Samples collected by the ACRB are used in many different research projects. Examples of different types of studies include studies of:
Some of the studies that rely on ACRB to collect samples include the following:
This research study will examine how various lifestyle factors, such as physical activity, affect a number of other variables (behavioural, biological, medical, functional and psychosocial) after breast cancer diagnosis. By better understanding these factors, we hope to improve breast cancer recovery and survival.
The RUBY study is being conducted by a Canadian network of breast cancer researchers and surgeons, and it will include 1,200 young breast cancer patients diagnosed before the age of 40. The women will be enrolled over four years, during which our team will collect treatment information and details about lifestyle and fertility. The data and specimens will be made available to researchers across Canada to address many questions and to identify optimal treatments for this population and improve their chances of survival. In addition, a national web-based resouce will be developed to assist women with overcoming the stress associated with a diagnosis of breast cancer.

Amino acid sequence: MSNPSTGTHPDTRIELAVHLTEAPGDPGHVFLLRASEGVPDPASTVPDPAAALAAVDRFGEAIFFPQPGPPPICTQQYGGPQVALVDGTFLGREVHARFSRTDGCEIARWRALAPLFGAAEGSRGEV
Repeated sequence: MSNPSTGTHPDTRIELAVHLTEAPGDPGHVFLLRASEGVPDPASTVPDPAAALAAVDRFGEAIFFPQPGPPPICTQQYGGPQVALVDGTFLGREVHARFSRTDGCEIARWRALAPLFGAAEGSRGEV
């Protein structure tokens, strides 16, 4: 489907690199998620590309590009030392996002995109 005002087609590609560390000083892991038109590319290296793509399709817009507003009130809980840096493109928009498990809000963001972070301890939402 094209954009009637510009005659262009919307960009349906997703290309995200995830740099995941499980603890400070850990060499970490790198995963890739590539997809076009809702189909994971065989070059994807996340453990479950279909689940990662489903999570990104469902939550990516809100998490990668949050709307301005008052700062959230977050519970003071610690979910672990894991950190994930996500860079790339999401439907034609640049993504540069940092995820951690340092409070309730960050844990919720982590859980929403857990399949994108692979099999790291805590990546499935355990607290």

This research project will examine factors related to the spread of breast cancer to the bone. We hope to learn more about why some breast cancers spread (metastasize) to the bone and why some do not. By better understanding these factors, we hope to learn more about why this spread happens and how it can be prevented. This study is no longer accepting new participants, but is continuing to collect follow-up samples on its participants.
The Ohlson Research Initiative is a clinical research program focused on head and neck cancer, the 5th most common cancer worldwide. Our mission is to enhance our understanding of head and neck cancer biology and develop tailored therapies for patients with head and neck cancer. Our focus is on people: the people who have the disease (our patients), the people who treat the disease and the people who create the knowledge needed to find and implement new and innovative approaches to the very complex problems found in the cancer world.